Organizing retrospective 51

This is a post in my series on organizing ”between and beyond.” Other posts are here. This is a retrospective of what has happened during the week. The purpose is to reflect on the work itself. Here is my previous retrospective. Here is my next retrospective.

What has happened? What needs to be done?
I’ve been reading Eugene Gendlin’s book Experiencing and the Creation of Meaning: A Philosophical and Psychological Approach to the Subjective this week. It’s a most interesting book.

E. Gendlin, Experiencing and the Creation of Meaning.

I can see how experiencing, as defined by Gendlin, is directly related to the deeper generative order for organizing which I’m so interested in. Gendlin provides, furthermore, a language to describe this. I also see parallels between David Bohm and Eugene Gendlin:

  • Bohm talks about the implicate and explicate, while Gendlin talks about the implicit and explicit.1
  • Bohm explores the nature of consciousness, with particular attention to thought. Gendlin explores experiencing, with an emphasis on the ability to think with the intricacy of the situation.2
    • What matters most for Gendlin is the way in which the next step follows (continues, carries forward, makes sense) from what preceded it.3
    • Instead of relating mostly in roles, we need to relate from our own intricacy.4
    • Our next step of thought comes from our experiencing.5
  • Bohm proposes that there is order in all aspects of life.7 So does Gendlin, who describes nature as a responsive order, which always gives more exact results than could have been constructed or deduced.8
    • Experiencing is non-numerical, but it’s never just anything-you-please. It’s, on the contrary, a more precise order which is not limited to any set of patterns.9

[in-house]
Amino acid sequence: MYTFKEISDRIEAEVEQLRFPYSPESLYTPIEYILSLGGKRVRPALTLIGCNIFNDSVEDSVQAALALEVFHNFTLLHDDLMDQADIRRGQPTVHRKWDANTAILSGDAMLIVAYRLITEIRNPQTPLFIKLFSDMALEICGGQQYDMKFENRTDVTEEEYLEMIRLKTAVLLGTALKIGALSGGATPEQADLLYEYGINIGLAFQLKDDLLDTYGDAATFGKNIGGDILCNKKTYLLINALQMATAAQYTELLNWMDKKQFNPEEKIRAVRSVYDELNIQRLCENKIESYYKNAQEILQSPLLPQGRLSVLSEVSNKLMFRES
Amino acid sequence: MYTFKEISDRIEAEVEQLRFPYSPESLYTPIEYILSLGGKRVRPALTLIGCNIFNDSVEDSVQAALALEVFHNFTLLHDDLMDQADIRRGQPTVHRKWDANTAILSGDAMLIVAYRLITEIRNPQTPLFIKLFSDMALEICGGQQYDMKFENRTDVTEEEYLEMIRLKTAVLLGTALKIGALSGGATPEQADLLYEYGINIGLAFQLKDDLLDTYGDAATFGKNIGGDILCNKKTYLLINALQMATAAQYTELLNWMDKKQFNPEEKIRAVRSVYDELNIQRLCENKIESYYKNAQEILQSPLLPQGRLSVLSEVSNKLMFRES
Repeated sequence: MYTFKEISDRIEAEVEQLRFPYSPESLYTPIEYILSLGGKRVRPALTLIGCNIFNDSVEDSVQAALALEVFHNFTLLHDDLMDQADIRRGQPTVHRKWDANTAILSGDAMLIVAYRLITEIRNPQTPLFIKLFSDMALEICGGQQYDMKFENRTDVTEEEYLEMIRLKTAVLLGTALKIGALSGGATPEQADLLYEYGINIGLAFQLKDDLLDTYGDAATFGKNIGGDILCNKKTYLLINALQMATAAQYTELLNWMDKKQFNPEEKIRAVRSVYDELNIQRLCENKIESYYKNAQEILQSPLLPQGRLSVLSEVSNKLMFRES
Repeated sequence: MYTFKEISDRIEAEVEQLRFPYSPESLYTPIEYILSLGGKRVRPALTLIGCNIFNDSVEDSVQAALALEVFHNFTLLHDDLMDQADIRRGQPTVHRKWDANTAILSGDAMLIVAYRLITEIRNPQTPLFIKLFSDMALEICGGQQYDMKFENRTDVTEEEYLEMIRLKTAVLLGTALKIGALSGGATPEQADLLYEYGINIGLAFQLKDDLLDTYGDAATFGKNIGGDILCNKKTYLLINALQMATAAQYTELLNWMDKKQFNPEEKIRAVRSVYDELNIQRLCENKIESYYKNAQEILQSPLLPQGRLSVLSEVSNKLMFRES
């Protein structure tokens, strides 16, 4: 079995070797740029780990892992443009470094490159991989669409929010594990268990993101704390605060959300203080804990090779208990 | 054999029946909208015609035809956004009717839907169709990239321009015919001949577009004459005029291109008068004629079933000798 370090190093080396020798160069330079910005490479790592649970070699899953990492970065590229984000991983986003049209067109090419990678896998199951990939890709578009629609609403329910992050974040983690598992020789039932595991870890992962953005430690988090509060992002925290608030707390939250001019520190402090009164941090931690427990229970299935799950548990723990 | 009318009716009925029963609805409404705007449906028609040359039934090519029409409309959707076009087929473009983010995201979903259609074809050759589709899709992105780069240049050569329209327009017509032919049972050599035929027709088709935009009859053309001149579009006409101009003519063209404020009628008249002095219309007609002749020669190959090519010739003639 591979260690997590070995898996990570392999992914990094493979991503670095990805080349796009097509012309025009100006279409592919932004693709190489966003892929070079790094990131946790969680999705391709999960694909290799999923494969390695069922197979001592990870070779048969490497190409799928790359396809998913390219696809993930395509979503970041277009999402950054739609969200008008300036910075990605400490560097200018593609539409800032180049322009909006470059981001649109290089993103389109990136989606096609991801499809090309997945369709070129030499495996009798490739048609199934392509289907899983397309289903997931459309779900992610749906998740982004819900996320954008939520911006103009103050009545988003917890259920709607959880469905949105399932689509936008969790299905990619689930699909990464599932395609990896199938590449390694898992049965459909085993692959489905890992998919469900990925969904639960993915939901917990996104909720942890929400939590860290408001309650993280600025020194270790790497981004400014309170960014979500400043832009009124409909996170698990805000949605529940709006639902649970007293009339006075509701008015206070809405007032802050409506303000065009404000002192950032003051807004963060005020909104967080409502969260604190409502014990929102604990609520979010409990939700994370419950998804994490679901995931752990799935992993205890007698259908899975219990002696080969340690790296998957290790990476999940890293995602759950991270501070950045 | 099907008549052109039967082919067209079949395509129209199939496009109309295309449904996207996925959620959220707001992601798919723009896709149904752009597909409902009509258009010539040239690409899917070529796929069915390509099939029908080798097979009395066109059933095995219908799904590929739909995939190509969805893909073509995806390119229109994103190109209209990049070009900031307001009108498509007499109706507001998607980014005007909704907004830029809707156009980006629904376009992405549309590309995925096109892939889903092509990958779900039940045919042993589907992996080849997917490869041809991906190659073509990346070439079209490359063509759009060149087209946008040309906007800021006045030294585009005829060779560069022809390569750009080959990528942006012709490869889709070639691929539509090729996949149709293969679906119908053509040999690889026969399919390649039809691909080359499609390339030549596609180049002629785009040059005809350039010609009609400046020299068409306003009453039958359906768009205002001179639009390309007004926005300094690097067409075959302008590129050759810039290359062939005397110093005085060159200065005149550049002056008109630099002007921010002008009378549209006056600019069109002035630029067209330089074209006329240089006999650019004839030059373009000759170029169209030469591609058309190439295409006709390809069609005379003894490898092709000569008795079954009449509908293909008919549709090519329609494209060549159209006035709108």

• The content of experience is generated by the process of experiencing itself.10

David Bohm would probably have agreed with Eugene Gendlin that we can think everything more truly if we think it with attention to how we think.11

I will come back to all this in my review of Gendlin’s book!

What was good? What can be improved?
Skye Hirst and I had our 40th conversation this week. I’m amazed at how new ‘gold nuggets’ always turn up in our conversations. Again, Skye cracked me open with her questions and suggestions. It all boils down to trusting your own organism(ic) self. By getting in touch with your own organism(ic) life force you can navigate the world. Self-trust gives you access to an entirely new repertoire of behaviors. The deeper generative order for organizing is to be found within the organism itself.

Notes:
1 Eugene Gendlin, Experiencing and the Creation of Meaning: A Philosophical and Psychological Approach to the Subjective (Northwestern University Press, 1997, first published 1962), p.xiii.
2 Ibid., p.xii.
3 Ibid., p.xiii.
4 Ibid., p.xiv.
6 Ibid., p.xvii.
7 David Bohm and F. David Peat, Science, Order, and Creativity (Routledge, 2010-09-01, first published 1987-10-01), p.146.
8 Eugene Gendlin, Experiencing and the Creation of Meaning: A Philosophical and Psychological Approach to the Subjective (Northwestern University Press, 1997, first published 1962), p.xix.
9 Ibid..
10 Ibid., p.xx.
10 Ibid., p.xxi.

Related posts:
Organizing in between and beyond posts

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